Joint Mathematics Meetings

The largest annual gathering of mathematicians in the world, the Joint Meetings has a wealth of talks from high-level research to student poster sessions, panels on pedagogy, and interactive art or the booths in the exhibit hall. Gordon annually has between three and eight representatives (including faculty, students, and alumni); many summer research students will present here. A highlight is the ACMS reception and dinner, which has a speaker relating a short talk connecting our faith with our mathematical passion.

Association of Christians in the Mathematical Sciences Conference

This conference began in the late 1970s with our own Dr. Stout as one of the first attendees. It is a biannual conference of Christian mathematicians and computer scientists, which now has criss-crossed North America, most recently in Charleston, South Carolina and before that in Ancaster, Ontario. Gordon hosted the conference in 1999, and we take students as often as they are available and the conference is in the Northeastern United States.


Gordon College's Math Forum is a bi-weekly gathering of mathematically-inclined people from all over campus. The format ranges from problem-solving to guest speakers from the industry, to special talks about interesting topics or people in mathematics. Math Forum has typically been on Tuesdays or Thursdays at noon or at 4:45 p.m.

Students, please let us know if there are other events or topics you would enjoy! To give you ideas, some Math Forum speakers and other events from the past are listed below. 

  • Mathematics and Faith Seminar—Led by math faculty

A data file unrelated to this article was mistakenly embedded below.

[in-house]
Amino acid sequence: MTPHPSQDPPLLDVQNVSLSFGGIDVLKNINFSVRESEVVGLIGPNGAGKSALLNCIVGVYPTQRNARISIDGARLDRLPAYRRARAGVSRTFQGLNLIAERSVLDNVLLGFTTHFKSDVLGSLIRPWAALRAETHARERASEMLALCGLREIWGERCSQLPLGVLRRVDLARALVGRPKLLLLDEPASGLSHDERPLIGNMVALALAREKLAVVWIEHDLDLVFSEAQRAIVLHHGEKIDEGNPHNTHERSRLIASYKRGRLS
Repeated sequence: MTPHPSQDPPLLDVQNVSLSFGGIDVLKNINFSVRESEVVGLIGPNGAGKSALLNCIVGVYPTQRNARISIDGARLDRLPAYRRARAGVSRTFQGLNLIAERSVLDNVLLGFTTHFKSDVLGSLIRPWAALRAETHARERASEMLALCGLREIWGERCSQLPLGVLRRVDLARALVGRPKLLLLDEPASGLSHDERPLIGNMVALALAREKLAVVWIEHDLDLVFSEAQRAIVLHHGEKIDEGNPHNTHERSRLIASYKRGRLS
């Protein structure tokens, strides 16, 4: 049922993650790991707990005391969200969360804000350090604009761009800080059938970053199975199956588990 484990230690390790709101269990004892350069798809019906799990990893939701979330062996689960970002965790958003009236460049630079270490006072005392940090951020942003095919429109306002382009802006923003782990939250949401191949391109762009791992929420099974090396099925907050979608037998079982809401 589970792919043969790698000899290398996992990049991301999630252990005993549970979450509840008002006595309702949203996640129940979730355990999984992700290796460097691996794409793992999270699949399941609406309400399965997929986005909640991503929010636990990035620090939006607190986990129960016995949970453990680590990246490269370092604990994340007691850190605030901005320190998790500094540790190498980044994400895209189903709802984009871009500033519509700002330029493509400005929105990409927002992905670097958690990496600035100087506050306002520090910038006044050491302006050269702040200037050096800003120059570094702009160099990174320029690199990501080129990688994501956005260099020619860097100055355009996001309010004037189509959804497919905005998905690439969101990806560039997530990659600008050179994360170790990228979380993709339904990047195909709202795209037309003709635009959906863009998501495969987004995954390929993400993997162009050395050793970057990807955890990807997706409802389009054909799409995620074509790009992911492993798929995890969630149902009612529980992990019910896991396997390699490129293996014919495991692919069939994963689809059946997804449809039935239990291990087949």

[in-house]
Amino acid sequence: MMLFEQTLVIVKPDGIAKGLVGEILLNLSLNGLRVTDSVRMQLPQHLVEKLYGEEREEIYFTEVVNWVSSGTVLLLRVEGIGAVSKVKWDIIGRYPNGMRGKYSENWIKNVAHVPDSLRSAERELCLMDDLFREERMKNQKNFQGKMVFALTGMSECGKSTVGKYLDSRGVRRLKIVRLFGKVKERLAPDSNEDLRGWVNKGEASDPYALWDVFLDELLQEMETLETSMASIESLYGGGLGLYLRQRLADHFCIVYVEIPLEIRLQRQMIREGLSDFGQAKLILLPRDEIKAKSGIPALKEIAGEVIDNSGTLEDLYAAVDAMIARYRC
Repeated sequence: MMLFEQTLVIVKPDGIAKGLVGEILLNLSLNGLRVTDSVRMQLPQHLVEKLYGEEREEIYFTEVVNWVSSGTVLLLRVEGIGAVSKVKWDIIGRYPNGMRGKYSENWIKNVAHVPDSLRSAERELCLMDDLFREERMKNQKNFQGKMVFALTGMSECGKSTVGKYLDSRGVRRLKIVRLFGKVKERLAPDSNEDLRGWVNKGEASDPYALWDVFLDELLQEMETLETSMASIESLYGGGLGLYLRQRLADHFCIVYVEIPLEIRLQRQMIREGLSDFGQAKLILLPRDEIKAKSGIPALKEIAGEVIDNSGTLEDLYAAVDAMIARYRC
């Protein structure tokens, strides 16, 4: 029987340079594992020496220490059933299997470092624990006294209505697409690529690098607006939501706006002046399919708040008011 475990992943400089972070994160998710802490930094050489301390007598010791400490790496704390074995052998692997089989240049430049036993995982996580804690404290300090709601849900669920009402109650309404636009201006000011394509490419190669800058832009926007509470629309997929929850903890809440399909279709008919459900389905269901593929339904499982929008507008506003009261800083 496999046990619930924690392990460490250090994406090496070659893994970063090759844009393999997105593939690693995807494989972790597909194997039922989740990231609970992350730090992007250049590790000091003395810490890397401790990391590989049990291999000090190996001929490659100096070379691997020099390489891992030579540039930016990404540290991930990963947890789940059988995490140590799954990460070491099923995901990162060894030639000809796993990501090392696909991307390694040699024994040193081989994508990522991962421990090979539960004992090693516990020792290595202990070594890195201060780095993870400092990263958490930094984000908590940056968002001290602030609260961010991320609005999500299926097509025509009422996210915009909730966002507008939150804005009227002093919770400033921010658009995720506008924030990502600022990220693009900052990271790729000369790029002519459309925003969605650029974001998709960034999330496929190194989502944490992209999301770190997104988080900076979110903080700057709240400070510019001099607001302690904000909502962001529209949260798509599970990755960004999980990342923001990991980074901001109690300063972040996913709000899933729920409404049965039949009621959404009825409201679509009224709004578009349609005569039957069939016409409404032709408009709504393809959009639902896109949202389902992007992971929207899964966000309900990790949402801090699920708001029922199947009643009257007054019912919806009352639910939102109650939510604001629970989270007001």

• Welcome to the Fourth Dimension!—Dr. Satyan Devadoss, Williams College
  • Coordinating Revenue Management Decisions in Airline Alliances—Prof. Robert Shumsky of Dartmouth, Tuck Business School
  • The Mysterious Connection between Voting and Statistics—Sarah Berube (student)
  • Origami: How to Do Math Without Scissors or Glue—Dr. Thomas Hull, Western New England College
  • Summer Research Report (offered many times)—Wesley Nelson, Rachel Olugbemi, Jess Wild, Leah Miller, Luke Cui, Sunny Kim,... and many others!
  • Using LaTeX—Lauren Meitzler and Maya Bam (students)
  • The Futurama Theorem—Prof. Dana Ernst of Plymouth State University, NH
  • "Old School" Graphing in Polar Coordinates—Dr. Senning
  • Bringing Math to Inner City Schools—Prof. Robert Case of Northeastern University
  • Color and Facial Perception and the Mathematics of Voting—Dr. Crisman, joint with CIPHER seminar
  • Amicable Numbers—What are they?—Dr. Stout
  • Connecting Voting Theory and Graph Theory—Dr. Crisman
  • Fractals and the Liberal Arts—Students from MAT 353 Real Analysis
  • What is Topology?—Gordon alumnus and Colby College professor Scott Taylor
  • Visual Algebra—Dr. Nathan Carter, Bentley University
  • Integration Bee—moderated by Dr. Veatch
  • Introduction to Sage—Dr. Crisman
  • Saving Lives by Bringing Applied Math and Operations Research Scholarship into Action—Dr. Prashant Yadev, MIT-Zaragoza International Logistics Program
  • Humanitarian Logistics—Dr. Jarrod Goentzel, MIT
  • Using Simulations to Guide the Reform of Boston School Assignments—Peng Shi, MIT
  • What is Numerical Analysis, Anyway?—Dr. Senning
  • The Nature of Craftsmanship in Mathematics and Computer Science—Prof. Greg Crow, Point Loma Nazarene University
  • Math in the Real World—Mike Ahearn, Vice President for Finance and Administration
  • Why are the lines in Lane so long? An Introduction to Queuing Theory—Jane Eisenhauer and Stephen Rizzo (students)
  • Intro to Math Circles—Dr. Crisman
  • What do Math Majors Do After Gordon?—Recent Alumni
  • Sudoku and Graphs—Jeffrey Fraser (student)
  • Happy Birthday, Euler! From Graphs to the Fields Medal—Dr. Crisman
  • Don't Forget to Check Your Digits—Symposium 2007 "Authenticity"—talk by students about check digits
  • Dodgson's Method in Voting—Dr. Tommy Ratliff, Wheaton College (MA)
  • Math Awareness Month Talk: What Makes Your Vote Matter—Dr. Crisman with Dr. Brink and Dr. Melkonian-Hoover from Political Science
  • Joint with Health Professions Seminar—Dr. Kim Pearson of Harvard School of Public Health on biostatistics and testing for gene links to disease
  • Joint with CS and Chemistry/Physics Senior Seminar—Dr. Michael Orrison of Harvey Mudd College on applications of matrix representations